Magazine article Chicago Policy Review (Online)

How Rising Property Taxes Engender Regressive Taxation

Magazine article Chicago Policy Review (Online)

How Rising Property Taxes Engender Regressive Taxation

Article excerpt

As the old adage goes, two things in life are guaranteed: death and taxes. While it may not be lethal, some Cook County residents are in for a surprise when they open their next property tax bill. Reports indicate that between 2015-2016, the average property tax rate for a Chicago resident increased by 13%, while between 2016-2017, the same residents saw an increase of 10%. Due to ever-growing tax rate hikes, Cook County has witnessed an increased number of appeals, with 360,000 appeals filed in 2015 alone.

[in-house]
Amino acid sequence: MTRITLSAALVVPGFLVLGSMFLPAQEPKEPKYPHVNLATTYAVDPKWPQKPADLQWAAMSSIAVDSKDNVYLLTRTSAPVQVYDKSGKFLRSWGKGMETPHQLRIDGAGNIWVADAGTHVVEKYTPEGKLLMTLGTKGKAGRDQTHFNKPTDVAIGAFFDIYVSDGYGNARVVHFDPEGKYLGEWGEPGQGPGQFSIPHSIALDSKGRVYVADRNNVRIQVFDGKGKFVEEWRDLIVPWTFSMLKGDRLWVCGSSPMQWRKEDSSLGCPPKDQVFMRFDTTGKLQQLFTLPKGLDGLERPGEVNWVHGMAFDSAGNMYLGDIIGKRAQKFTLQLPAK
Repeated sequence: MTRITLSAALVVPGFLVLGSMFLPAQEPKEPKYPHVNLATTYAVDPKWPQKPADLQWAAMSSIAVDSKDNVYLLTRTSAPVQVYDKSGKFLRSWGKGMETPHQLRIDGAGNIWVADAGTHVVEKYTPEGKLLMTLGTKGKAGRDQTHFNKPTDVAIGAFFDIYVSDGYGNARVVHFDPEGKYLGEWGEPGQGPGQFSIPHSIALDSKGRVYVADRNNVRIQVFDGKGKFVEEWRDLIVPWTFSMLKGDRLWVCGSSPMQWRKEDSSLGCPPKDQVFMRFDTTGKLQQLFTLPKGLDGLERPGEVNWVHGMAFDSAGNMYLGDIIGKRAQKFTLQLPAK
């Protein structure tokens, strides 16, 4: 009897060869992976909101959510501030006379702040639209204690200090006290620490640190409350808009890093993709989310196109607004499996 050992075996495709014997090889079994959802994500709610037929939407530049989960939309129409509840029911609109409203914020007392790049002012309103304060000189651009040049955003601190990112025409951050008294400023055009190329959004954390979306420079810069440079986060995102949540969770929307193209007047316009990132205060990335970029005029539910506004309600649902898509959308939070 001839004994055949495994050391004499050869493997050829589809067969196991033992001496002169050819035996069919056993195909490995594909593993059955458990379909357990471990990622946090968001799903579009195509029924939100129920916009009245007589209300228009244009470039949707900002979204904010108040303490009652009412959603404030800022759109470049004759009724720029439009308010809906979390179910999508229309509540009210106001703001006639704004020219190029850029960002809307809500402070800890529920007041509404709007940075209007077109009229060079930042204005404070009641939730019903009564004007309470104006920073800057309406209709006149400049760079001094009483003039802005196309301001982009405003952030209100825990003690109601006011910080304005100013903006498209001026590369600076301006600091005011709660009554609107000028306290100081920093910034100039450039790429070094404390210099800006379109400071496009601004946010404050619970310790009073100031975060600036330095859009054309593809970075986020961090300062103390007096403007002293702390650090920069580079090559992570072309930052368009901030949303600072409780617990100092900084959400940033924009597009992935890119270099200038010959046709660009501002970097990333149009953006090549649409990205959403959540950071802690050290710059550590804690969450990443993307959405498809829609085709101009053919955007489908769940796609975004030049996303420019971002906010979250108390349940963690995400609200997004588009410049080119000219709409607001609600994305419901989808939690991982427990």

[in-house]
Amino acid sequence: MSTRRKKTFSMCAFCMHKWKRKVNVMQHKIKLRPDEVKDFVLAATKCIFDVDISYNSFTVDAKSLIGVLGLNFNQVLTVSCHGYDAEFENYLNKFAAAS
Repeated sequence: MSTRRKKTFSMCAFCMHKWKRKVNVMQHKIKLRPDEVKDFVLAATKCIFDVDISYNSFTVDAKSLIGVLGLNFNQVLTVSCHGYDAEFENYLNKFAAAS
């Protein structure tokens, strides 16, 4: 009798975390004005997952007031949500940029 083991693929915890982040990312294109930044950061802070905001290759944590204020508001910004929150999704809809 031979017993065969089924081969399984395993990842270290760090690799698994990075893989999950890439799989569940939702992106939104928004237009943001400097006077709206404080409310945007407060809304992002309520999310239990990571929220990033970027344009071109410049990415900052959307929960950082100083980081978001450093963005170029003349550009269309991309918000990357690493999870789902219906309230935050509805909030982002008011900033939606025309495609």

According to Robert Ross’s latest research into Chicago’s property tax system, Cook County is not an anomaly; the property tax conundrum has manifested in counties across the country. Ross, a researcher for the Center for Municipal Finance at the University of Chicago, presents startling findings about the unexpected consequences that emerge when residents appeal their property’s effective taxable value. Typically, residents claim that their county overcharged them. Ross finds that though tax assessment appeals do, on average, tend to reduce taxable values, it is usually only for more valuable properties. Effectively, the appeals system has engendered a regressive property tax system, where lower-value homeowners end up paying more than their neighbors with more valuable homes simply because higher-value homeowners are more willing and able to successfully pursue an appeal.

Ross argues this is not purely a theoretical issue, as some economists suggest, and that Cook County is especially egregious in its overtly regressive tax. Before appeals, lower quartile homes are assessed at ratios 23% higher than their counterparts in the highest quartile; after appeals, the ratio climbs to 24%. …

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